Wellington City becoming a leader for public transport in New Zealand. Areas such as the Basin Reserve and Terrace Tunnel are prone to congestion. By improving the road network in these areas and improving traffic flow, we will be free to build on our public transport systems. Eventually, I want to see the introduction of a modern tramway or light rail. An integrated ticket system.

More street lighting in key areas of Wellington, such as public parks, green spaces and laneways.


Speed limits lowered to 30kph across the CBD and Te Aro (with the exception of major arterial roads)


More foot bridges across high traffic arterial roads in Wellington, especially areas such as Hataitai Park and the airport/Miramar roundabout.





Greater Wellington candidates


3 top priorities for walking

Lowered speed limits

Roger Blakeley

An efficient, sustainable, healthy, cost-effective and zero tail-pipe emissions transport system, including reliable, affordable, accessible and safe public transport, that helps create Australasia's most prosperous, smart, connected, vibrant, liveable, walkable and resilient region. 


First, the 'Get Welly Moving' project adopts the following hierarchy in order of priority: 1 walking, 2 cycling, 3 public transport, 4 roads (private cars).


Second, pedestrianise Lambton Quay along with a light rail corridor


Third, complete implementation of the Gehl Architects' 2004 report with Melbourne-style laneways and a strong and viable pedestrian network that excites people to get around Wellington on foot and brings more life and a thriving economy.


Yes, lower speed limit to 30 km/hr in CBD and town/village centres in the region, to ensure a safe, walkable and liveable region, and lower speed limit to 30 km/hr within 200m of entrances and exits to all schools.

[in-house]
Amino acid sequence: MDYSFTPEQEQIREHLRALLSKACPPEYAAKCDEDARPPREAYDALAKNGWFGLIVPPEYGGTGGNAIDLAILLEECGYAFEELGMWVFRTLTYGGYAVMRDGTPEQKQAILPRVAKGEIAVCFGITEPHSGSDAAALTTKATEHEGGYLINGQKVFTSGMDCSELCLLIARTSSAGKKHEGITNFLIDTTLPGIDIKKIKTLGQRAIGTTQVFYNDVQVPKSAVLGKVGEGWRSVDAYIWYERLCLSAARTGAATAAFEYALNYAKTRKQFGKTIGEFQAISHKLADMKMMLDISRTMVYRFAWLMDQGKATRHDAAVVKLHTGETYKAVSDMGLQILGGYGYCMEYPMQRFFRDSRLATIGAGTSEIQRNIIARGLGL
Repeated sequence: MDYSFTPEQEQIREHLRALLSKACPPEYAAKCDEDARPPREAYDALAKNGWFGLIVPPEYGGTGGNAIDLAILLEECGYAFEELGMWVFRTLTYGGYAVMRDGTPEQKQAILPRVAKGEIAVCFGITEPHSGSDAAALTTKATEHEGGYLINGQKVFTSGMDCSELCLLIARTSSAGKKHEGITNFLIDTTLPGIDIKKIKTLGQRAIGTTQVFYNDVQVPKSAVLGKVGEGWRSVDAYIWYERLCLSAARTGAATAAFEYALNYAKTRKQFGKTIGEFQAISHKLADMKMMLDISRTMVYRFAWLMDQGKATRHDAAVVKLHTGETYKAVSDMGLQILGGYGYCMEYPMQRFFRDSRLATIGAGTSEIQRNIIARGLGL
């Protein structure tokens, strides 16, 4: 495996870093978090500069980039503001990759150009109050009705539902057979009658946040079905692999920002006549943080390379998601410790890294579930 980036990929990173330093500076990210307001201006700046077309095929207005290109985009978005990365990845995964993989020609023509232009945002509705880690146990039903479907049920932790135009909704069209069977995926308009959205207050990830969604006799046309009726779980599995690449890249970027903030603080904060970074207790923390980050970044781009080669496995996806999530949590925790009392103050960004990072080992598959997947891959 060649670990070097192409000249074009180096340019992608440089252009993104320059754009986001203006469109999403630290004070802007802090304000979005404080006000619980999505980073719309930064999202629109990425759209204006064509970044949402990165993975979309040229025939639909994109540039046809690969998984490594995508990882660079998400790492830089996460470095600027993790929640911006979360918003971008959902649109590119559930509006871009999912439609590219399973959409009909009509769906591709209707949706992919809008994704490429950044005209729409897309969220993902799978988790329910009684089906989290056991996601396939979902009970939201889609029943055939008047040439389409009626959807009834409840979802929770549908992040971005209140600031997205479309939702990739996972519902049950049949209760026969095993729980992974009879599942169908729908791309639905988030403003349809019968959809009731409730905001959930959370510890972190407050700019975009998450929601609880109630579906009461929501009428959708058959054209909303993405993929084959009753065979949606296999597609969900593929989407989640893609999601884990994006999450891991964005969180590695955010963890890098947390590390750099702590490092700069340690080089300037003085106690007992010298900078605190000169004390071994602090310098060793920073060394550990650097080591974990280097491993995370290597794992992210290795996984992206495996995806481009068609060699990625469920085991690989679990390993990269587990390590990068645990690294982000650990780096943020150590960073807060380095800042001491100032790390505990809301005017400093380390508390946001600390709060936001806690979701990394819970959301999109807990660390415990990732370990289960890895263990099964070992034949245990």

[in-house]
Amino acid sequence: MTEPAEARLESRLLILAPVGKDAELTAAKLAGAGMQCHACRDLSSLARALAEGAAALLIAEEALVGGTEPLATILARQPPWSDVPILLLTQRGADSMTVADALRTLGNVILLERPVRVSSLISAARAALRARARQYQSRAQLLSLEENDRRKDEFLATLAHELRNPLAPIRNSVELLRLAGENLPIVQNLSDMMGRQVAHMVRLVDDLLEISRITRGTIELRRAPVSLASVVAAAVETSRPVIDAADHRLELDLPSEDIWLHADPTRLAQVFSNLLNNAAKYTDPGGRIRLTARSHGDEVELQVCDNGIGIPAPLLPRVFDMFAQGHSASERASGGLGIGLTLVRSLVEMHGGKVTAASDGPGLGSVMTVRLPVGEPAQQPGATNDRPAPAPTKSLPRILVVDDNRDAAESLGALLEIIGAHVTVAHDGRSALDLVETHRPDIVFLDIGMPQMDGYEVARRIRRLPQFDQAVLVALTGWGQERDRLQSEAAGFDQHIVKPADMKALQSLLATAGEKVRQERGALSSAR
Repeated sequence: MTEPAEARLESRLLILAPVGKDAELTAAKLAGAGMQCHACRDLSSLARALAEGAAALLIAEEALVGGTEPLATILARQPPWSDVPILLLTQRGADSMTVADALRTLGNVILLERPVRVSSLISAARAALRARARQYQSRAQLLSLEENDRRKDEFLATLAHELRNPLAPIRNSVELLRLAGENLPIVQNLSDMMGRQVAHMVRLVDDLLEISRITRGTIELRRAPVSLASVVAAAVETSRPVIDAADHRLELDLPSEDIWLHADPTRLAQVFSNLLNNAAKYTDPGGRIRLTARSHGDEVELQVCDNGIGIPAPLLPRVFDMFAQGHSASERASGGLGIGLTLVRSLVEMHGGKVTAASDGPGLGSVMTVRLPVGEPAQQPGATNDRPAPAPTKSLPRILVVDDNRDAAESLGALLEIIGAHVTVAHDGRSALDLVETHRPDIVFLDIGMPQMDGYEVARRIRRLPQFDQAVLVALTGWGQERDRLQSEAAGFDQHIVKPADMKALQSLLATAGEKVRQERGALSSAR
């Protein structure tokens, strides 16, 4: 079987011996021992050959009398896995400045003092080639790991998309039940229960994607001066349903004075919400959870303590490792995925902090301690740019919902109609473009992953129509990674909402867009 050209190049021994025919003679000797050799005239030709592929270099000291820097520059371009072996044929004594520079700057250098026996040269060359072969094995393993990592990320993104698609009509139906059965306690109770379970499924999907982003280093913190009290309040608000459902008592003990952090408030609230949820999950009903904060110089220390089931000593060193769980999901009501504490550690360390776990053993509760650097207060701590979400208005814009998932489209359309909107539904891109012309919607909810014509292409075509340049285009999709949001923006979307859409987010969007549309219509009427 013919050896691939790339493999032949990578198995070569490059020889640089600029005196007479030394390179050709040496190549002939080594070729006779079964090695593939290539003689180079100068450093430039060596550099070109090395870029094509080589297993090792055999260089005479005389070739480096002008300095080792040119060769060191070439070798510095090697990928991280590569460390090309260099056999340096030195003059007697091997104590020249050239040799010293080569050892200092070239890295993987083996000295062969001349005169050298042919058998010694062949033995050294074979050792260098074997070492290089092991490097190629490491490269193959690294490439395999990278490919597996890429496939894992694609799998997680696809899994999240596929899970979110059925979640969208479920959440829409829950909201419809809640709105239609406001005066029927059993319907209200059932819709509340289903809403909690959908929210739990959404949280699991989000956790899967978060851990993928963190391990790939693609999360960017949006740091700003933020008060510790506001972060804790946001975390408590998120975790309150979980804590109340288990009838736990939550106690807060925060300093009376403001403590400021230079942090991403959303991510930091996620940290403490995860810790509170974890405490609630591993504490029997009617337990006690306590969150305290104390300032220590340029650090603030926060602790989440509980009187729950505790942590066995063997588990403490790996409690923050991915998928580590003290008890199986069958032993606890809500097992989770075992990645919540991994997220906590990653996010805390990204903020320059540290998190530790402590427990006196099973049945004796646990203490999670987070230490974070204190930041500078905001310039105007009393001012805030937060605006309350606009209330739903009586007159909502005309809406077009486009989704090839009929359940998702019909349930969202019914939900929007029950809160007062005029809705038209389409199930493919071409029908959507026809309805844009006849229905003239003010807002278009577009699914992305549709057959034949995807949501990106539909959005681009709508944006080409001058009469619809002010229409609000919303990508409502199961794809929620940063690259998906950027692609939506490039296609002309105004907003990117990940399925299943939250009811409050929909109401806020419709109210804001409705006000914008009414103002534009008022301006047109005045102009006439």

Chris Laidlaw

A city where public transport, walking and cycling become the dominant means of moving about.

Closure of the golden mile to private cars

Reconciling the competition between cyclists and pedestrians in the inner city and the new harbour way path

Clearly defined pedestrian pathways from the stadium/port area through to the Lambton harbour area

Yes - My council initiated the rethink on this and I will pursue it.


John Klaphake

I would like to see a city where public transport becomes dominant and where walking and cycling is an accepted part of the fabric for our city.

Closing off Lambton Quay to private vehicles is the right way to go. 


Shared space for vehicles and pedestrians should be encouraged where that is safe to do so.


Improving and enhancing the walkways in our reserves to allow more people to exercise and recreate.


Yes. The reality is that in most cases you can't travel at the maximum speed permitted anyway. So lowering them in and around these areas is hardly adversely affecting anyone.

Norbert Hausberg

My recent facebook entry mentions a mall public transport area from the Embassy theatre to the Beehive. There are lots of other opportunities.

Half price public transport for everyone



Yes to lower speed limits.

Sam Somers